to be with Christ: for the former clause is to be strictly connected with this; he did not desire merely to depart this life, but chiefly to be with Christ, and the former only in order to the latter; the saints are in Christ now, chosen in him, set upon his heart, and put into his hands, are created in him, and brought to believe in him, and are in him as branches in the vine; and he is in them, formed in their hearts, lives and dwells in them by faith, and they have sometimes communion with him in private duties and public worship; he comes into them and sups with them, and they with him: but this is only at times, he is as a wayfaring man that continues but for a night; hence the present state of the saints is a state of absence from Christ; while they are at home in the body, they are absent from the Lord, especially as to his bodily presence; but after death they are immediately with him, where he is in his human nature; and their souls in their separate state continue with him till the resurrection morn, when their bodies will be raised and reunited to their souls, and be both for ever with him, beholding his glory, and enjoying uninterrupted communion with him; which will be the completion and full end of Christ's preparations and prayers: hence it appears that there is a future being and state after death: the apostle desires to depart this life, and "be", exist, be somewhere, "with Christ"; for the only happy being after death is with him; if souls are not with him, they are with devils and damned spirits, in the lake which burns with fire and brimstone: and it is also manifest that souls do not sleep with the body in the grave until the resurrection; the souls of the saints are immediately with Christ, in the enjoyment of his presence, in happiness and glory, hoping, believing, and waiting for the resurrection of their bodies; had the apostle known that he must have remained after death in a state of inactivity and uselessness, deprived of the communion of Christ and of his church, it would have been no difficulty with him to determine which was most eligible, to live or die; and it would have been much better for him, and more to the advantage of the churches, if he had continued upon earth to this day, than to be sleeping in his grave, senseless and inactive; whereas he adds,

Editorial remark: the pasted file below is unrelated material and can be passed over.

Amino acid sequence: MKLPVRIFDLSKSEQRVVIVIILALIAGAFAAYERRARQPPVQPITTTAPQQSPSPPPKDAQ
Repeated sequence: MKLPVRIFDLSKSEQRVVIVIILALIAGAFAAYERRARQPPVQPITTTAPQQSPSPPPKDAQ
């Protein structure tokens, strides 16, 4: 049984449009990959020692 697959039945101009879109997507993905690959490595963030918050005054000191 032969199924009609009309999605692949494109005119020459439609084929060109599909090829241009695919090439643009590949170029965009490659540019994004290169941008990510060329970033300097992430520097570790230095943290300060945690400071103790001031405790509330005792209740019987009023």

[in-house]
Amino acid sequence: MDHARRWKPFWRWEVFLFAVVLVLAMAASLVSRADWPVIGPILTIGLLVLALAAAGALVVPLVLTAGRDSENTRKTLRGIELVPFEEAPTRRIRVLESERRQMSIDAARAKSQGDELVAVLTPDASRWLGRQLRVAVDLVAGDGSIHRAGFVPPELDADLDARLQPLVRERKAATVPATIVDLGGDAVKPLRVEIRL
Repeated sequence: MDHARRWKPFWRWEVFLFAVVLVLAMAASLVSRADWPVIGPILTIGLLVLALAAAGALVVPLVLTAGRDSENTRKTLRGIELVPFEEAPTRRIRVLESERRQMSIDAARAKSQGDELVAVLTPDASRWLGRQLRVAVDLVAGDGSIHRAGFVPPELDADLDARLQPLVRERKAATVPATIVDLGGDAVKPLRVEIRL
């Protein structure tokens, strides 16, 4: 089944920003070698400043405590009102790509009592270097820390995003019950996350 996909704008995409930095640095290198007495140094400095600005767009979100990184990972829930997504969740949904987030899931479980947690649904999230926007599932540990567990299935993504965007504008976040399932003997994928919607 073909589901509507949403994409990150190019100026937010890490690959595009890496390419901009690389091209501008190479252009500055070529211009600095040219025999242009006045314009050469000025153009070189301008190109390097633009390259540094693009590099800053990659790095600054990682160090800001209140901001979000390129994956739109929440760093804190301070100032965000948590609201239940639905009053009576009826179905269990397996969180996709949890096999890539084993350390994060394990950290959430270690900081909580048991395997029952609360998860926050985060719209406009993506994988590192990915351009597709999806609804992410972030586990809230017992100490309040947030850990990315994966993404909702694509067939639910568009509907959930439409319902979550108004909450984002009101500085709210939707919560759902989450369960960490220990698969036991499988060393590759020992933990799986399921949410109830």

which is far better: to depart and be with Christ is better than to live in the flesh in this sinful world, in the midst of a variety of sorrows and troubles, and in which communion with Christ is but now and then enjoyed, though such a life is better than sleeping in the grave; but upon a soul's departure and being with Christ, it is free from sin and sorrow, and in the utmost pleasure, enjoying communion with him without interruption; and this is better than labouring in the ministry: for though no man took more pleasure in the work of the ministry than the apostle did, and no man's ministry was more profitable and useful; yet it was toilsome, laborious, and wearisome to the flesh; wherefore dying and being with Jesus could not but be desirable, since he should then rest from his labours, and his works would follow him; at least it was better for him, and so the Syriac version adds, "to me", far better for me; and so the Arabic: to live longer might be better and more to the advantage of Christ, the glory of his name, the good of his churches, it might be better for others; but leaving the world and being with Christ were better for him; and this was an argument swaying on the side of death, and inclining him to desire that, and made it so difficult with him what to choose,

(c) Bemidbar Rabba, sect. 11. fol. 202. 3.((d) Zohar in Numb. fol. 51. 3.((e) Tzeror Hammor, fol. 2. 1.

Jamieson-Fausset-Brown Bible Commentary